Gluten-free sushi would seem easy to come by because sushi can be naturally gluten-free. However, some of the ingredients used to make sushi can contain gluten. Not to mention if you’re ordering sushi in a restaurant, it can come into cross-contact with gluten.
So let’s talk about sushi: when it’s gluten-free, why it’s not always gluten-free, and how to order gluten-free sushi.
Wikipedia defines sushi as a traditional Japanese dish made with vinegared rice, sugar, salt, and other ingredients. As a person who loves vinegar, I clearly see why sushi rice always wins my heart.
There are 3 different types of sushi: nigiri, maki, and temaki sushi. Nigiri doesn’t typically involve nori (seaweed) as maki and temaki do.
Is there gluten in sushi? The short answer: sometimes. Long answer: it depends on what is used to make the sushi.
Gluten-free sushi ingredients include cream cheese, fresh raw vegetables, 100% seaweed, rice, plain masago (fish eggs – sometimes they can add soy sauce to this so specify plain), and plain fish/shellfish.
Sushi ingredients that may have gluten include imitation crab, rice vinegar, fish sauce, oyster sauce wasabi, and sauces. Make sure if these ingredients are included in the sushi you are ordering that they are gluten-free. Or if you don’t feel like asking questions, you can ask for sushi without these things.
Sushi ingredients that definitely have gluten include soy sauce (ask for gluten-free soy sauce, tamari, or bring your own gluten-free soy sauce packets). Additionally, anything fried or breaded in sushi definitely has gluten too unless otherwise specified (think shrimp tempura).
So in summary: avoid anything tempura, anything fried, and soy sauce (unless it’s a verified gluten-free alternative). Double-check on the gluten-free status of imitation crab (or ask for real crab), rice vinegar, fish sauce, oyster sauce, wasabi, and other sauces.
Always enjoy plain nori (seaweed), cream cheese, fish eggs, plain rice, plain fish/shellfish, and fresh vegetables.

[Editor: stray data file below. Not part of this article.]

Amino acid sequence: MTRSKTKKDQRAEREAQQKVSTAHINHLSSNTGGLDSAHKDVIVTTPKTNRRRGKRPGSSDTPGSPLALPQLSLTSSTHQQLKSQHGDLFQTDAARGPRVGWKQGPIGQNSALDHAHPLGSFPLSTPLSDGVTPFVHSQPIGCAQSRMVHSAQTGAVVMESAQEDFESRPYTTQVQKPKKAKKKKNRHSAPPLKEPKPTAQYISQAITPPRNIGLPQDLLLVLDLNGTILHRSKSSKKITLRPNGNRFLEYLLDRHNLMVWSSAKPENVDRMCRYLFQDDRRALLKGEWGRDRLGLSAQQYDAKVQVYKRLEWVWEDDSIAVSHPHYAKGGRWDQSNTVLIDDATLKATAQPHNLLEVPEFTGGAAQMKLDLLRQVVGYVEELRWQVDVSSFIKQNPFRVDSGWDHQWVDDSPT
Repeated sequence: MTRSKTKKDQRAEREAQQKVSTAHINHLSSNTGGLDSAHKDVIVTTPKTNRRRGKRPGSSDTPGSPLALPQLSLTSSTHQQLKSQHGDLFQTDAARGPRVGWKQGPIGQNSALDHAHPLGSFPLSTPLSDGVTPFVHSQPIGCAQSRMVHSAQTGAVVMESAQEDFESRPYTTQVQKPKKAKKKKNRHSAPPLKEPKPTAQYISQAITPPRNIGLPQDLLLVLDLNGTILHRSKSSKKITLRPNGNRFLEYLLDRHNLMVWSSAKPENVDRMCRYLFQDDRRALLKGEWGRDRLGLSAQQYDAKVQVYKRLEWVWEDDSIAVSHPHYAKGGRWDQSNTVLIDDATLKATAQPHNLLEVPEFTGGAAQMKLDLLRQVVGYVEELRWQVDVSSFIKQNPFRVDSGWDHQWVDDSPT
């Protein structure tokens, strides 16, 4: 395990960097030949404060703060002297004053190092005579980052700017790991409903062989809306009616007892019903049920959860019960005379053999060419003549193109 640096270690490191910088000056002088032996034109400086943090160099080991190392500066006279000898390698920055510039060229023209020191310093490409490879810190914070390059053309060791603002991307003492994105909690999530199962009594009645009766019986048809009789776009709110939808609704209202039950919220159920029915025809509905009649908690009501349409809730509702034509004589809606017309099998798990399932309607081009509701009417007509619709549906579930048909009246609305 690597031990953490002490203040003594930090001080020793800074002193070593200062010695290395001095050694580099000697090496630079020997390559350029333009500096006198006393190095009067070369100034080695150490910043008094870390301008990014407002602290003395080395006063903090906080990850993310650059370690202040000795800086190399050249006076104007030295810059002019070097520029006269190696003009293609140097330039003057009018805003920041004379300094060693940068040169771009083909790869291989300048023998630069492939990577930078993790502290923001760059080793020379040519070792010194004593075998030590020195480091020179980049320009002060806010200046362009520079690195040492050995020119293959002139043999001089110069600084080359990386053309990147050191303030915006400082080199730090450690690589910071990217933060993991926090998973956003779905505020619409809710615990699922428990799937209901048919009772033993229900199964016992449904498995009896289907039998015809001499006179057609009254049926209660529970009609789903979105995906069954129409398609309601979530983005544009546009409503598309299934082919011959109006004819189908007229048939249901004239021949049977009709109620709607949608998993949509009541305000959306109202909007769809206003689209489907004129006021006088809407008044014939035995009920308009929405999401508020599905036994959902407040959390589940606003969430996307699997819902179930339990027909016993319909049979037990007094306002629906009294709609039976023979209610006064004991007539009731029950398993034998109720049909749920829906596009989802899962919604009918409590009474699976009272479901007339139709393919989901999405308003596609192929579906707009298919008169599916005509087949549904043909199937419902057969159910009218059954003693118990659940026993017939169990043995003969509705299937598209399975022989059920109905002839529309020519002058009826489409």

Gluten-free sushi must have gluten-free sushi rice. Sushi rice typically is made with short-grain sushi rice, rice vinegar, sugar, salt, and water. Sushi rice can be gluten-free if the rice vinegar used is gluten-free. Most of the time it is, but in some cases it isn’t so it is important to double-check.
Additionally, sushi rice can easily come into cross-contact with gluten when making sushi in restaurants. This is why it’s important to make sure when someone is preparing gluten-free sushi for you, that they are using clean gloved, clean rolling mat, a clean knife, and a clean workspace.
Wasabi isn’t always gluten-free and in the USA, a lot of Wasabi can have gluten. If ordering sushi, it’s important you’re asking about the Wasabi used by the restaurant. Be sure it’s gluten-free wasabi or 100% real wasabi. If you’re like me and don’t want to ask 1000 questions in the restaurant, this could be something you call and ask about, or something you just avoid altogether.
Nigiri sushi is typically sushi that is topped with raw fish. As long as the rice underneath the raw fish is plain or is made with gluten-free rice vinegar, then Nigiri sushi is gluten-free. It’s also a safer option as it also doesn’t require a rolling mat, thus reducing cross-contact with gluten.
Maki sushi is usually the type of sushi that first comes to mind. It involves sushi rice and fillings being rolled into seaweed and then cut into bite-sized pieces.
Maki sushi is not always gluten-free as the filling can contain gluten. California rolls are a good example of this as the imitation crab inside can contain gluten. However Maki, can be gluten-free as long as the filling is gluten-free and the restaurant uses a freshly cleaned knife and rolling mat when making it.
Temaki sushi is a cone-shaped sushi roll. It also can be gluten-free if the filling is gluten-free and the rolling mat is cleaned before use to prevent cross-contact.
Want to make gluten-free sushi? It’s not as hard as you might think and it allows you to be in full control of the recipe; making sure all the ingredients are gluten-free and avoiding cross-contact that may occur in a restaurant.
To make sushi, check out this rainbow sushi roll recipe.
Want to order gluten-free sushi from a restaurant? First, be sure to call ahead and talk to the restaurant about their gluten-free options and cross-contact protocols.
Some questions you might ask when calling a restaurant:
Some generally celiac-safe sushi orders you might make at a sushi restaurant include:
Found this helpful? Imagine how helpful my Gluten-Free Dining Course is. It’s a self-paced course where I teach you how to stay celiac-safe at restaurants in just 4-stimple steps.